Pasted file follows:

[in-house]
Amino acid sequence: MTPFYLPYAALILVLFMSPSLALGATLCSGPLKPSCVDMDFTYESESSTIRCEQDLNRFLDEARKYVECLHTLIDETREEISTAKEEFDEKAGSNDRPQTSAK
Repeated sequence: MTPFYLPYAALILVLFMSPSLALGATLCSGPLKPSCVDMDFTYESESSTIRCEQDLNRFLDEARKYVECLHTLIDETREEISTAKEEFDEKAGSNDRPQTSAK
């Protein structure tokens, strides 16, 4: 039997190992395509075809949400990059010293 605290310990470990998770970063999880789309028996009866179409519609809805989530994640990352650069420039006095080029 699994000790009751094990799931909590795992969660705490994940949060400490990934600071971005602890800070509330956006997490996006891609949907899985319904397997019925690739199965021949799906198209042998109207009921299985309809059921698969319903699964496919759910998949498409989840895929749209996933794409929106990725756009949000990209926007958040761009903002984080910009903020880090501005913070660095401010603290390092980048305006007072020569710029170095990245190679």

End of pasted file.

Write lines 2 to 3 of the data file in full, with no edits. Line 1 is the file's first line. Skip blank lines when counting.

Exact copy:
Amino acid sequence: MTPFYLPYAALILVLFMSPSLALGATLCSGPLKPSCVDMDFTYESESSTIRCEQDLNRFLDEARKYVECLHTLIDETREEISTAKEEFDEKAGSNDRPQTSAK
Repeated sequence: MTPFYLPYAALILVLFMSPSLALGATLCSGPLKPSCVDMDFTYESESSTIRCEQDLNRFLDEARKYVECLHTLIDETREEISTAKEEFDEKAGSNDRPQTSAK